By Warren Cole Smith
The real War Against Women. The U.S. House of Representatives will vote today on a bill seeking to penalize abortionists who knowingly help women carry out gender-selective abortions. The bill was fast-tracked last Friday, so it will need support from two-thirds of the House, rather than a simple majority, to pass. Rep. Trent Franks, R-Ariz., who WORLD featured a couple of months ago, sponsored the bill, which comes to the floor just as another undercover video surfaces from the pro-life group Live Action. The video appears to show Planned Parenthood workers knowingly helping a woman prepare to abort her child based on its gender. According to Live Action, the Planned Parenthood employee advises the undercover investigator to wait until the fourth or fifth month of her pregnancy to have the abortion, since gender can be difficult to determine before then. (See La Shawn Barber's "Sex-selective abortion at Planned Parenthood?")
Democratic leader switches. Every year, a lot of people switch their political party affiliation, but Pennsylvanian Jo Ann Nardelli, who recently changed her voter registration from Democrat to Republican, wasn't your average party member. She was vice president of the Democratic State Committee Women's Caucus, a member of the State Committee Executive Board, and was the founder of the Blair County Federation of Democratic Women and the Women's Equality Coalition of Blair County. But Nardelli is also a committed Catholic, pro-life, and in favor of traditional marriage. When 40-year Democrat made her announcement, she said, "As the Democratic Party has taken the stand for same-sex marriage, then I must make a stand on my faith that marriage is between a man and a woman. God's principles for life never change. His guidelines, given in Scripture, produce fruitful lives when you follow them."
S.C. may soon stand for "school choice." A plan to help low-income and disabled students attend the school of their family's choosing moved closer to becoming law in South Carolina last week, emerging from the State Senate Finance Committee by a voice vote. The proposal has already passed the House. It offers tax credit-funded scholarships to low income and disabled students whose parents elect to send them to private schools or transfer them among different public schools. The models for House Bill 4894 are similar programs already operating in Florida, Georgia, Pennsylvania, and Arizona. Two-dozen states now provide some type of program to expand choices among different types of K-12 schools. The bill has opposition. Lobbyists for the School Boards Association (SCSBA) and School Administrators Associations (SCASA) say the bill could hurt education in South Carolina, though it's hard to see how much worse things could get. The American Legislative Exchange Council recently ranked South Carolina 50th (out of 51, including the District of Columbia) in its annual scorecard of state education systems. School choice may be just what South Carolina--and the rest of the nation--needs.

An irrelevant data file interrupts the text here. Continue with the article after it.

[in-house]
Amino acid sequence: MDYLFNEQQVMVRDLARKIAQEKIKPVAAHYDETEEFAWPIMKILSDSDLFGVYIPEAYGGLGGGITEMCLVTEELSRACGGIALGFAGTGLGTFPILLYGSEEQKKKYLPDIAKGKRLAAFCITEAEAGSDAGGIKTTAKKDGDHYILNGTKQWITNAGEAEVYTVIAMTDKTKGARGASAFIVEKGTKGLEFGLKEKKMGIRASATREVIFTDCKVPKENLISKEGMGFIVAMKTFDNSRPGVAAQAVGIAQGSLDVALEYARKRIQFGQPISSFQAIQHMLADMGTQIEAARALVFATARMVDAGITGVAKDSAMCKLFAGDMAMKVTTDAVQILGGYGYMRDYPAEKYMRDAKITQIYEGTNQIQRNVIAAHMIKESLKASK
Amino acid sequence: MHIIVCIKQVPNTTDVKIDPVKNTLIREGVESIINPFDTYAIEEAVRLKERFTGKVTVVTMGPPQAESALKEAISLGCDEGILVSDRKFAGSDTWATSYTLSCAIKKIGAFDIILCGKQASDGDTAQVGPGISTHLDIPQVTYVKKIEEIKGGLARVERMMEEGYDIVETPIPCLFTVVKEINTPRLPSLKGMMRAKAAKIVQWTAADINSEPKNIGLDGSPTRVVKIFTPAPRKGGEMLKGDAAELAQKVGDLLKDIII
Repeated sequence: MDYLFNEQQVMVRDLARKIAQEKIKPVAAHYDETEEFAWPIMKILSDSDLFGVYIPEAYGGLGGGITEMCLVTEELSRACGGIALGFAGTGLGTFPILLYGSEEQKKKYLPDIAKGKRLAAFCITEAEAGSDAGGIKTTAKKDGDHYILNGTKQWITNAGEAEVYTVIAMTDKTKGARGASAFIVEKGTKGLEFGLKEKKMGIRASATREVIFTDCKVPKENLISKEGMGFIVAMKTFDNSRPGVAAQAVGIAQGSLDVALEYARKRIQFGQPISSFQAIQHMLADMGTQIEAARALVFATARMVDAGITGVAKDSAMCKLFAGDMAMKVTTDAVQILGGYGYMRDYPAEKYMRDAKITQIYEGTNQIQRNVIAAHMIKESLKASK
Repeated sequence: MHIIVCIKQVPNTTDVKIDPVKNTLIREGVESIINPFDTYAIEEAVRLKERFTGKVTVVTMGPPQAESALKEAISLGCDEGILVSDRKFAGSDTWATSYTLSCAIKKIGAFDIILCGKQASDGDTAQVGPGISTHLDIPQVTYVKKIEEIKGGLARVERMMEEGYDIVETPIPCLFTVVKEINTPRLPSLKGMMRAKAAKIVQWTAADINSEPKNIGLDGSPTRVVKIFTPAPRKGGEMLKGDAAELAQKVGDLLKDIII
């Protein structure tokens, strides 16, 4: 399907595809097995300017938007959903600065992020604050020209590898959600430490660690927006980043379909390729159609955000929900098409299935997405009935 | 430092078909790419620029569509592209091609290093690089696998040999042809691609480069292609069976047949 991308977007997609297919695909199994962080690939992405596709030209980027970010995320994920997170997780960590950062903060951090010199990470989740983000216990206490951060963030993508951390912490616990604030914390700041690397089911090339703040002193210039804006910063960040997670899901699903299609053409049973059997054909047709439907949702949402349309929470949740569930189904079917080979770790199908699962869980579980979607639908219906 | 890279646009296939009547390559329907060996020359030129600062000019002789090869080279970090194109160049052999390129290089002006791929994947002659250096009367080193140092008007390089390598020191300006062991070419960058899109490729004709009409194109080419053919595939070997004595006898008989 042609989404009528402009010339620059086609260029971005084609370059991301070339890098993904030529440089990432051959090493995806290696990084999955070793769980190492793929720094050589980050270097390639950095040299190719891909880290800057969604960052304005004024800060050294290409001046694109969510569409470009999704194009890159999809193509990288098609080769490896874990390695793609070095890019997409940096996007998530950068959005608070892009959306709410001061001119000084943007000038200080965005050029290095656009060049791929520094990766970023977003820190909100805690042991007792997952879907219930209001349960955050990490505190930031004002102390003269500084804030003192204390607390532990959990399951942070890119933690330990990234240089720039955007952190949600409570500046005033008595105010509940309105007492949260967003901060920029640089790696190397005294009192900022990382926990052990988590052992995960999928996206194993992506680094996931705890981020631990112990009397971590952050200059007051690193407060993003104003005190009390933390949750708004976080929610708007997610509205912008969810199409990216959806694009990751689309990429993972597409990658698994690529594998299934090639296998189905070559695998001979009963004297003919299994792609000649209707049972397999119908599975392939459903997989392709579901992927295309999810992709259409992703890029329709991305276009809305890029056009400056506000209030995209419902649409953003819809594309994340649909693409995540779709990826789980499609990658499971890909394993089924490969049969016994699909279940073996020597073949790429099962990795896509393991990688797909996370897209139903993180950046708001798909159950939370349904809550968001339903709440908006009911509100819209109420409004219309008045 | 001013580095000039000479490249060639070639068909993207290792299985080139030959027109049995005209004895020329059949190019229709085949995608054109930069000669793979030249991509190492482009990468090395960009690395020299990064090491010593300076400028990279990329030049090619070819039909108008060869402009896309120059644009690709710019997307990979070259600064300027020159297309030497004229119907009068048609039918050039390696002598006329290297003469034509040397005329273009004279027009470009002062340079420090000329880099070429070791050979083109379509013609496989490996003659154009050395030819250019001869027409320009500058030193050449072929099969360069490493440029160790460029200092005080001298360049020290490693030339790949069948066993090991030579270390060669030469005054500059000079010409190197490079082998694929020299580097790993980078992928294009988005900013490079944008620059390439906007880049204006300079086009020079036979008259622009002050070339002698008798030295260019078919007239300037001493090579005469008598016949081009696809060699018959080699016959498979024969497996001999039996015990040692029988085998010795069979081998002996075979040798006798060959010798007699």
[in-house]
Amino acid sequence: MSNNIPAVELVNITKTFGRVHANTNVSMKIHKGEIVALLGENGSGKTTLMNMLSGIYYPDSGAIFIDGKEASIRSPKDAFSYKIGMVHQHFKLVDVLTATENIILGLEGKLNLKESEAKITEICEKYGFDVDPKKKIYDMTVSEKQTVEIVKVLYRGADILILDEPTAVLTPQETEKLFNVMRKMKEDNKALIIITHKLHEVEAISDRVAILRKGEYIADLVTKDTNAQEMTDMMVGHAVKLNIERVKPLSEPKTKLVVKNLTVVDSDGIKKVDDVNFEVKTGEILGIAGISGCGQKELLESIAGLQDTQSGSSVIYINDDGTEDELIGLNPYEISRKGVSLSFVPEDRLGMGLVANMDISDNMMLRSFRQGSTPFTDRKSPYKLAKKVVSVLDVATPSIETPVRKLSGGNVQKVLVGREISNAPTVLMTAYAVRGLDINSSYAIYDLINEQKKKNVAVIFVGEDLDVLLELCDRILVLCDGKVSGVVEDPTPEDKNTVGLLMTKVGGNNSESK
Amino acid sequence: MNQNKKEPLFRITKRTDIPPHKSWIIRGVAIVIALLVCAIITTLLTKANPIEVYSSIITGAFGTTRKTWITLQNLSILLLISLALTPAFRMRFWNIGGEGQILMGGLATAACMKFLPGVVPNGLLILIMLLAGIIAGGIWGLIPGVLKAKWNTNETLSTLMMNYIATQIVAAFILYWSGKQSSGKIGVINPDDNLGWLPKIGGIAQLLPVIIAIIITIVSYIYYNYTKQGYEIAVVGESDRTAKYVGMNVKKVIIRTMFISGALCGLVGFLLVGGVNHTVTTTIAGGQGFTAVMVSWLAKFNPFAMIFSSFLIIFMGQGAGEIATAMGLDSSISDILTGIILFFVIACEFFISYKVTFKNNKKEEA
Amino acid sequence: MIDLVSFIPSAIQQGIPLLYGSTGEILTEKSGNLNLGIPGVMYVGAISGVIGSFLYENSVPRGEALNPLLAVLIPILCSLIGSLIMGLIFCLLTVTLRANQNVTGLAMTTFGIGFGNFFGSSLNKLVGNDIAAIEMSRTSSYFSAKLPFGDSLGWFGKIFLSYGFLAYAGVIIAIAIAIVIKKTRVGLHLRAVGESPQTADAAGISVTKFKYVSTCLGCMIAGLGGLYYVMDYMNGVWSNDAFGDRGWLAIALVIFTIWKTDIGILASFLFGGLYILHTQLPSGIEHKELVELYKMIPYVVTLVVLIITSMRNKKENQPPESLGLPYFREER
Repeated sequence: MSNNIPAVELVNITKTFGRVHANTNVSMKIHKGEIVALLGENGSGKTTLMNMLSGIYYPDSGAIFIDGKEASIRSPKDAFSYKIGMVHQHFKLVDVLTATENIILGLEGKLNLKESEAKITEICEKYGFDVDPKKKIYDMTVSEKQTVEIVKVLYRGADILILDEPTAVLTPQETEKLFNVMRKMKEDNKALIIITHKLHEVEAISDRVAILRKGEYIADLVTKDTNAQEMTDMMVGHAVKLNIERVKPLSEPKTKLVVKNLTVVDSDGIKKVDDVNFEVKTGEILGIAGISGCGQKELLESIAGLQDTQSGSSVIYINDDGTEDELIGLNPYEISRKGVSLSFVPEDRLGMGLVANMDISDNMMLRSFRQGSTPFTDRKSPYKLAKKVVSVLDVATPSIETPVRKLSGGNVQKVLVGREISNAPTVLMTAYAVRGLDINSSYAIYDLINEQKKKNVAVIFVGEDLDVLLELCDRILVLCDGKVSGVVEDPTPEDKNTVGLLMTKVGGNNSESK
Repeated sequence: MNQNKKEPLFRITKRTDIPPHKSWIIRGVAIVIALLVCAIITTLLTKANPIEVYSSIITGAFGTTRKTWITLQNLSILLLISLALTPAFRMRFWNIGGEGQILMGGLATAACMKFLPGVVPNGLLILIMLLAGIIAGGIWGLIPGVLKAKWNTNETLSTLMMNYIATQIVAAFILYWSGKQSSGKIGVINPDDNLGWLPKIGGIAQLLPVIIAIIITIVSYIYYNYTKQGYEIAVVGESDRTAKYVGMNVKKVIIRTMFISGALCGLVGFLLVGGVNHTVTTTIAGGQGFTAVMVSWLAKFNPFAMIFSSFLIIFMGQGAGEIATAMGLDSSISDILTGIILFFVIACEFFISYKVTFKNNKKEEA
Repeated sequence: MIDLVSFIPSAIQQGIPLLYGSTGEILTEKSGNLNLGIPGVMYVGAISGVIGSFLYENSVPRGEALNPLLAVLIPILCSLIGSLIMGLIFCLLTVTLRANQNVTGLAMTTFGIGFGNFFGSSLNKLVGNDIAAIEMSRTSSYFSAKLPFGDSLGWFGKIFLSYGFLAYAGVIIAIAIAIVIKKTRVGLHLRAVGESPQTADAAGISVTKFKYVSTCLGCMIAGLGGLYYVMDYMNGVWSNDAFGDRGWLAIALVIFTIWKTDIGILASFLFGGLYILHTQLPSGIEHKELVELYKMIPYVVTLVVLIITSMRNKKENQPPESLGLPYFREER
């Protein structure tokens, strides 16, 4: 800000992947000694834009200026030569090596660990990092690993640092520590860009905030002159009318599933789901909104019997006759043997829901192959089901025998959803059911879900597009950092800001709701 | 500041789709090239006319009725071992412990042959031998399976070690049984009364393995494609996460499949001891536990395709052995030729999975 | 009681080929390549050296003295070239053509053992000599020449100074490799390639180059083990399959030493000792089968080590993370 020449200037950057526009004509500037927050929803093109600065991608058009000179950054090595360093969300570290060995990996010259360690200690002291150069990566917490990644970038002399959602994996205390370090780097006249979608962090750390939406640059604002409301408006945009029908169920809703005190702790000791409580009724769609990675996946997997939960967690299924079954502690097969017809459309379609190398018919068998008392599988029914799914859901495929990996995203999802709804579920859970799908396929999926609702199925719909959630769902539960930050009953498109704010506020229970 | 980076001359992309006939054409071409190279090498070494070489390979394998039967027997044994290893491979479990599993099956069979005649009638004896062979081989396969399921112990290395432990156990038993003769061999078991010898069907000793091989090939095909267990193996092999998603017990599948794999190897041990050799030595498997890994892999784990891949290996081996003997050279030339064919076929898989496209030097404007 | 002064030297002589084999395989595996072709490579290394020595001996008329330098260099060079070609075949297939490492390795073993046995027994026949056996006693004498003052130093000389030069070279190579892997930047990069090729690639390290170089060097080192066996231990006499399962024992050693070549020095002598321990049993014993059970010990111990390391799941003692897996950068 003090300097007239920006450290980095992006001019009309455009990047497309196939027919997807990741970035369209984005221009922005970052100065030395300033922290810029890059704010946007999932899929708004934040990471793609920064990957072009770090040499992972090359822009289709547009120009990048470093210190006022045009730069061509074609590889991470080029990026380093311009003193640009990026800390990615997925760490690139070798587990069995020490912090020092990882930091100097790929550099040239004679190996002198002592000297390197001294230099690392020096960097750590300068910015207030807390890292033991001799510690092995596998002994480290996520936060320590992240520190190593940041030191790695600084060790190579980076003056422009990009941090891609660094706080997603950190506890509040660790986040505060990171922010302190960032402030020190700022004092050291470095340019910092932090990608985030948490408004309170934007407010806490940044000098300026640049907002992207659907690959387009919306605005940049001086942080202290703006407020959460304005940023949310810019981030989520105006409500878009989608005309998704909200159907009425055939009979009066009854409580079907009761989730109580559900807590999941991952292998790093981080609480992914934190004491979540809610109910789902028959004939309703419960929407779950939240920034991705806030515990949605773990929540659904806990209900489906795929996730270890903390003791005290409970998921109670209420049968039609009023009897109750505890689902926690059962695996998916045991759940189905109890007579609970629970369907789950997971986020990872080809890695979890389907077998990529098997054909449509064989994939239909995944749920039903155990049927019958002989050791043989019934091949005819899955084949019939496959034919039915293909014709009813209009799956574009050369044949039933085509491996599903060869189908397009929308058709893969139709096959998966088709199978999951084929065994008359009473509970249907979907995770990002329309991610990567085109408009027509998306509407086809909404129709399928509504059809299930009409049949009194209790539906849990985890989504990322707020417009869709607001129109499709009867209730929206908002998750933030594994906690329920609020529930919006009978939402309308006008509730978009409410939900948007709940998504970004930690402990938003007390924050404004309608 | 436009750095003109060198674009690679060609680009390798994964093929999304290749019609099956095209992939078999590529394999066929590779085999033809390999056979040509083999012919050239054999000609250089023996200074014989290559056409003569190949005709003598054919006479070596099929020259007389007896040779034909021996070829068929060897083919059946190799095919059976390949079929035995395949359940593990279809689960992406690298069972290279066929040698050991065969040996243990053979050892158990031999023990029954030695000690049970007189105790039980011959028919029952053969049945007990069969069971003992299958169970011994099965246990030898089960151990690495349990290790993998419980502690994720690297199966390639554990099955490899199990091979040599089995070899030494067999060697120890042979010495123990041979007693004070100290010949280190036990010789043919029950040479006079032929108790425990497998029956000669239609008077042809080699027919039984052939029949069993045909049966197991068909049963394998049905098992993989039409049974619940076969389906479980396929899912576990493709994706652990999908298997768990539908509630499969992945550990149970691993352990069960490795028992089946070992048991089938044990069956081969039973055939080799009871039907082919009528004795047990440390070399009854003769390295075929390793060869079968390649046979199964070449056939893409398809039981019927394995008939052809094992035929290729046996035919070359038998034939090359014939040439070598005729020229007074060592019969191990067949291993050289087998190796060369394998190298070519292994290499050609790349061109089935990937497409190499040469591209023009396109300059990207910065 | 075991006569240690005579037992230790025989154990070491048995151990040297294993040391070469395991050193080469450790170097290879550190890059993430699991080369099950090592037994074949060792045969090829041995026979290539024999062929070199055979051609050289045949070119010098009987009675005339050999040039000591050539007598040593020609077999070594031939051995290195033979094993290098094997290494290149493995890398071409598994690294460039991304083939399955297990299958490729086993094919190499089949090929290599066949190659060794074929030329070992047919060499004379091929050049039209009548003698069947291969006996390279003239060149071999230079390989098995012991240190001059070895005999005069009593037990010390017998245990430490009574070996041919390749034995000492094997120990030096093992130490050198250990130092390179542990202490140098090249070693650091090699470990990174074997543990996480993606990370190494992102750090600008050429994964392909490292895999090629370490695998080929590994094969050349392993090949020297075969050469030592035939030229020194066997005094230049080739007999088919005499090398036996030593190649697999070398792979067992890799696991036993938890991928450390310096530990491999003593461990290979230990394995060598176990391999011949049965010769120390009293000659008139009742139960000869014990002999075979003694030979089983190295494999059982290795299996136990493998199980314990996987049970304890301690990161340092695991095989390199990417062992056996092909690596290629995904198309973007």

Keepin' it Sweet. Sunday, June 3, is the Sixth Annual Say Something Nice Sunday. According to a press release announcing the event, "The congregation of First Baptist Church Charleston [S.C.], the oldest Baptist congregation in the South, passed a resolution calling for at least one day when Christians would not say anything derogatory toward any other Christian or Christian body, but instead would say only nice things." Other churches followed in subsequent years, and Say Something Nice Sunday became a national event. Now, I'm all for celebrating the good, the true, and the beautiful, but are we supposed to just walk past evil, falsehood, and ugliness without saying a word? Say Something Nice Sunday reminds me of a scene from Flannery O'Connor's Wise Blood, a satire of modern religion. A con artist named Hoover Shoats renames himself Onnie Jay Holy and becomes a charlatan prosperity preacher. He utters one of the most memorable lines in that now classic novel: "If you want to get anywhere in religion, you got to keep it sweet."